As you let go of tension it is as if awareness of bodily experience becomes clearer and sharper. As your awareness becomes clearer notice the movement of your breath in your body. As best you can, be aware of the movement as physical sensations in your abdomen. If you can’t feel the movement in your abdomen be attentive to the movement in your chest. You may also feel the movement in both your chest and your abdomen.

Do not force your focus, rather let your mind be open and sensitive to what is happening. As you relax into awareness your mind naturally becomes more focused or concentrated. The breath is not forced in any way neither purposely slowing it down nor hastening it up. Allow the breath to be natural. It may be short, or long, shallow or deep. Whatever the nature of the breath, acknowledge it as it is and let it be. Let your self be accepting of the breath as it is without judgement that it should be other than the way that it is.

Do not be concerned if thoughts, emotions, sounds or other experiences pull your attention away from your breath. Acknowledge these experiences let them be and let them pass away. Do not struggle with anything. When they pass away merely bring awareness back to the breath. Let the breath be your anchor. If it seems as if many experiences are occurring at once allow your mind to be open and receptive. However, let the movement of the breath in your chest and or abdomen be your primary focus and other experiences be on the periphery of your open awareness. Sharpen your aim and as best you can be notice the entire process of the breath. Paying steady attention to the beginning middle and end of the rising movement and the beginning middle and end of the falling movement.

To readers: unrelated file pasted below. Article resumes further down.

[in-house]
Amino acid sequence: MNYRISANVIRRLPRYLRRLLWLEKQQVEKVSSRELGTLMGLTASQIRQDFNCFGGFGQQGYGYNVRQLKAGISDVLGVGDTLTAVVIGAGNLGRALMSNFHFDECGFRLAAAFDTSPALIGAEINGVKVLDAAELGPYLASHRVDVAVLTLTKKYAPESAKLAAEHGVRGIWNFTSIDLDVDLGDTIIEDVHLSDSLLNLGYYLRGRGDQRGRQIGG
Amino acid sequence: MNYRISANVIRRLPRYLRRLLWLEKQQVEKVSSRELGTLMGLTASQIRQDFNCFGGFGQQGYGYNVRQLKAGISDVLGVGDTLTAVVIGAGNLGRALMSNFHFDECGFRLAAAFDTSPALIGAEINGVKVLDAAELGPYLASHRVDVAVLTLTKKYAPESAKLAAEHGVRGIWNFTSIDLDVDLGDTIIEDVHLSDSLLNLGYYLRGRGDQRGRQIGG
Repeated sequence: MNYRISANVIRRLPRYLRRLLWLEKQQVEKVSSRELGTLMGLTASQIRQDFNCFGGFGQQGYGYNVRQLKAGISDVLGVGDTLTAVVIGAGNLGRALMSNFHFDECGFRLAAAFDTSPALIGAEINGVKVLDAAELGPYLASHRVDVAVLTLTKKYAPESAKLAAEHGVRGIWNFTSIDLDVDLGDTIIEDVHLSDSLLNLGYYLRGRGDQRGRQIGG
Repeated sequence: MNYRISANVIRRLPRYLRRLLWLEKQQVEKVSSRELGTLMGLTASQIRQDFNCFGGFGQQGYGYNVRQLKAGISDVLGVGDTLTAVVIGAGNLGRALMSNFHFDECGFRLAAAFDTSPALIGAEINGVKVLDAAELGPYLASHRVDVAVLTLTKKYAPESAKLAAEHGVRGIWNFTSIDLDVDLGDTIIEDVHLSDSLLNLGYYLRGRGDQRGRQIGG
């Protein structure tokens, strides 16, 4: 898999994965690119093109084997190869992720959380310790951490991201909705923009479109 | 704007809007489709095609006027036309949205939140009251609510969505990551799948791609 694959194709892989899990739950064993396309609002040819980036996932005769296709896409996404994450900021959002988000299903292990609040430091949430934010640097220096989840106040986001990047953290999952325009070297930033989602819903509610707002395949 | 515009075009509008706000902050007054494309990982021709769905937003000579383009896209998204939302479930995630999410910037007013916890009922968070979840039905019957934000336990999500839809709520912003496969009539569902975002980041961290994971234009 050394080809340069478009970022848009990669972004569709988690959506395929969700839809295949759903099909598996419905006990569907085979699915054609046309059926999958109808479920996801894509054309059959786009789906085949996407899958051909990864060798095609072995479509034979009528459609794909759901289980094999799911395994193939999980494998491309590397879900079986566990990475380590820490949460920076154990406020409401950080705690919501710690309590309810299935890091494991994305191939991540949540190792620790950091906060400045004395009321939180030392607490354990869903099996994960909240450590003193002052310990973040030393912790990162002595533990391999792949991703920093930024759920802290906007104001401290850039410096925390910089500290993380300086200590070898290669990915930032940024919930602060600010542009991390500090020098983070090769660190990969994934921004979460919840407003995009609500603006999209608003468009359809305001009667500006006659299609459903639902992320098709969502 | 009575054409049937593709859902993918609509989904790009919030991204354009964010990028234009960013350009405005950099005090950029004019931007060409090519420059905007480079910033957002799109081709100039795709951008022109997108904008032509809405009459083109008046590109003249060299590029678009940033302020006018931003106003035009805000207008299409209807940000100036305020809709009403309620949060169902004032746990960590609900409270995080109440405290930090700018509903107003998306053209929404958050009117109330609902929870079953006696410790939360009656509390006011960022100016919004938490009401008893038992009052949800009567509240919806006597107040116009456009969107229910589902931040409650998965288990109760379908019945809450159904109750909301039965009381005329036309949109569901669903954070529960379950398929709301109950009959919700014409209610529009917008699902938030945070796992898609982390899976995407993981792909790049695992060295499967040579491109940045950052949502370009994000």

As the abdomen rises you can note or say to your self “rising”.. As the abdomen falls you can note “falling”. If there seems to be gaps in the breath at the beginning or end of each movement bring your knowing awareness attention to a touch point, such as the sensations in your buttocks or legs as they connect with the base of your cushion or chair. Be with those experiences in open and concentrated manner, and note these experiences according. You could note “touching” “touching” or “pressure” “pressure” or whatever seems to be appropriate.
Let your attention be consistent on a moment to moment basis staying and being with each and every subtle nuance with a curious and open mind. Sometimes it may feel as if the breath is just a flutter far off in the distance. Other times it may feel as if the changing sensations are up close and like an enormous drum skin stretching backwards and forwards. The sensations may be tight and hard or they may be long and stretching. Whatever the experience allow it to be… with an open, curious, kind and accepting mind. Stay with, meet and join these experiences directly and powerfully. As you meet and greet the experience of you breath in an open and accepting manner is as if the experience of the breath and the knowing of the breath are not separate. The knowing or the breath and the experience of the breath are one. There is only now and this experience.

There is just one breath at a time. If your mind goes of into the future or back into the past notice and if you want you can note it as “thinking thinking” or “remembering remembering” and then come back to NOW. Being connected and anchored with one breath at a time.

Just one breath, here now.

Rising falling rising falling.

Being here, being whole with the breath. Just one breath at a time, with an open yet a focused mind joining and connecting mind and body.

Just this. Here now. Being with the breath your body may become relaxed your mind may become very peaceful. Your mind and body can become connected and integrated. Your experience is whole, here and now.

You may choose to continue being present with your breath or you may now choose to change your posture and go about your daily activities.

If you choose to go about your daily activities do so attentively and with clear comprehension of the purpose and suitability of your actions. Be with and participate with your daily activities with graceful commitment. At times throughout the day or in the future you can be mindful of your breath. In this way mindfulness of breath can be an anchor back to the present moment and the freedom that can be found here and now. Slowly open your eyes, if they are closed, stretch your body and participate with the world in a wise and mindful manner.

Download printable Mindfulness of the rising and falling of the breath (28kb MSWord.doc)

top of page

Guided Meditation on Three Kinds of Joy
Ellen Davison